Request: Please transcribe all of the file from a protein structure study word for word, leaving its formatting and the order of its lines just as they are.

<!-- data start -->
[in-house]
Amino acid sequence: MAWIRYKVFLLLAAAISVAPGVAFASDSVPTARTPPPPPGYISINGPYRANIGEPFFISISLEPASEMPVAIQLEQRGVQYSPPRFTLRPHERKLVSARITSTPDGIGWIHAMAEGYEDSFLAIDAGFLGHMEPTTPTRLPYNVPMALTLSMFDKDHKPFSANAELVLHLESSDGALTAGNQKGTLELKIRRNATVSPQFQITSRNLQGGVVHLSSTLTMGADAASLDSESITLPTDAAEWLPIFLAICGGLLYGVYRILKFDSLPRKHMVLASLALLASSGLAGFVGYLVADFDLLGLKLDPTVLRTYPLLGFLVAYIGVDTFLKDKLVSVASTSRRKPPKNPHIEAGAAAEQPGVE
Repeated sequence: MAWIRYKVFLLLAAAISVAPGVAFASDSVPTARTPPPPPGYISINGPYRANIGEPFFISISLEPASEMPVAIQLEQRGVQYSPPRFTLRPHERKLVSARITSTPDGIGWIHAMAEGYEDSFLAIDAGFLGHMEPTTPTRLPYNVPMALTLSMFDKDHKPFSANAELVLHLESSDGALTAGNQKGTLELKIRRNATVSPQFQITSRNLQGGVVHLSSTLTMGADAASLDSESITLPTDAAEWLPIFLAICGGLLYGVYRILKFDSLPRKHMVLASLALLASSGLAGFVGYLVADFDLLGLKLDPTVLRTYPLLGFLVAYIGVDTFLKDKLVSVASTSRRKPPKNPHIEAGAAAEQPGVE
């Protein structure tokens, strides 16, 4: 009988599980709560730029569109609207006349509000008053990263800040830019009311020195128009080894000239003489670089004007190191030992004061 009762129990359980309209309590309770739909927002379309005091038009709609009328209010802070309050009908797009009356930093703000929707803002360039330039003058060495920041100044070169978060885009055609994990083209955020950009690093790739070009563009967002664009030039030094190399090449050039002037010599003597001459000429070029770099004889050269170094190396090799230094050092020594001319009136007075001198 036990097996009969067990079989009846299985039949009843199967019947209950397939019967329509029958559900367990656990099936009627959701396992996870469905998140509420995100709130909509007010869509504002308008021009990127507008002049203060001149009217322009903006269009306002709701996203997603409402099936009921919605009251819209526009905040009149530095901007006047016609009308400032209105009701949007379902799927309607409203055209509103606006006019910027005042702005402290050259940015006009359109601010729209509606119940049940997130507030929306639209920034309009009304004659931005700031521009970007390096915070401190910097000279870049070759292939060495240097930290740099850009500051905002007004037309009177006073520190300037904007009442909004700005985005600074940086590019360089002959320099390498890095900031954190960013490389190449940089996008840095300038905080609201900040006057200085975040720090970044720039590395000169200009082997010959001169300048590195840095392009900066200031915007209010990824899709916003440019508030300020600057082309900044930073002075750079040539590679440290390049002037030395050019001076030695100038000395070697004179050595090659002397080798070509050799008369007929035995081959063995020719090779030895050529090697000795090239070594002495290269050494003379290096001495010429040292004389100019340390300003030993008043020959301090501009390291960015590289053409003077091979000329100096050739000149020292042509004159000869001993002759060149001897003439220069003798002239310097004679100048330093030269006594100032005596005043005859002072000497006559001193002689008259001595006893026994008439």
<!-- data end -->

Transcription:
[in-house]
Amino acid sequence: MAWIRYKVFLLLAAAISVAPGVAFASDSVPTARTPPPPPGYISINGPYRANIGEPFFISISLEPASEMPVAIQLEQRGVQYSPPRFTLRPHERKLVSARITSTPDGIGWIHAMAEGYEDSFLAIDAGFLGHMEPTTPTRLPYNVPMALTLSMFDKDHKPFSANAELVLHLESSDGALTAGNQKGTLELKIRRNATVSPQFQITSRNLQGGVVHLSSTLTMGADAASLDSESITLPTDAAEWLPIFLAICGGLLYGVYRILKFDSLPRKHMVLASLALLASSGLAGFVGYLVADFDLLGLKLDPTVLRTYPLLGFLVAYIGVDTFLKDKLVSVASTSRRKPPKNPHIEAGAAAEQPGVE
Repeated sequence: MAWIRYKVFLLLAAAISVAPGVAFASDSVPTARTPPPPPGYISINGPYRANIGEPFFISISLEPASEMPVAIQLEQRGVQYSPPRFTLRPHERKLVSARITSTPDGIGWIHAMAEGYEDSFLAIDAGFLGHMEPTTPTRLPYNVPMALTLSMFDKDHKPFSANAELVLHLESSDGALTAGNQKGTLELKIRRNATVSPQFQITSRNLQGGVVHLSSTLTMGADAASLDSESITLPTDAAEWLPIFLAICGGLLYGVYRILKFDSLPRKHMVLASLALLASSGLAGFVGYLVADFDLLGLKLDPTVLRTYPLLGFLVAYIGVDTFLKDKLVSVASTSRRKPPKNPHIEAGAAAEQPGVE
């Protein structure tokens, strides 16, 4: 009988599980709560730029569109609207006349509000008053990263800040830019009311020195128009080894000239003489670089004007190191030992004061 009762129990359980309209309590309770739909927002379309005091038009709609009328209010802070309050009908797009009356930093703000929707803002360039330039003058060495920041100044070169978060885009055609994990083209955020950009690093790739070009563009967002664009030039030094190399090449050039002037010599003597001459000429070029770099004889050269170094190396090799230094050092020594001319009136007075001198 036990097996009969067990079989009846299985039949009843199967019947209950397939019967329509029958559900367990656990099936009627959701396992996870469905998140509420995100709130909509007010869509504002308008021009990127507008002049203060001149009217322009903006269009306002709701996203997603409402099936009921919605009251819209526009905040009149530095901007006047016609009308400032209105009701949007379902799927309607409203055209509103606006006019910027005042702005402290050259940015006009359109601010729209509606119940049940997130507030929306639209920034309009009304004659931005700031521009970007390096915070401190910097000279870049070759292939060495240097930290740099850009500051905002007004037309009177006073520190300037904007009442909004700005985005600074940086590019360089002959320099390498890095900031954190960013490389190449940089996008840095300038905080609201900040006057200085975040720090970044720039590395000169200009082997010959001169300048590195840095392009900066200031915007209010990824899709916003440019508030300020600057082309900044930073002075750079040539590679440290390049002037030395050019001076030695100038000395070697004179050595090659002397080798070509050799008369007929035995081959063995020719090779030895050529090697000795090239070594002495290269050494003379290096001495010429040292004389100019340390300003030993008043020959301090501009390291960015590289053409003077091979000329100096050739000149020292042509004159000869001993002759060149001897003439220069003798002239310097004679100048330093030269006594100032005596005043005859002072000497006559001193002689008259001595006893026994008439």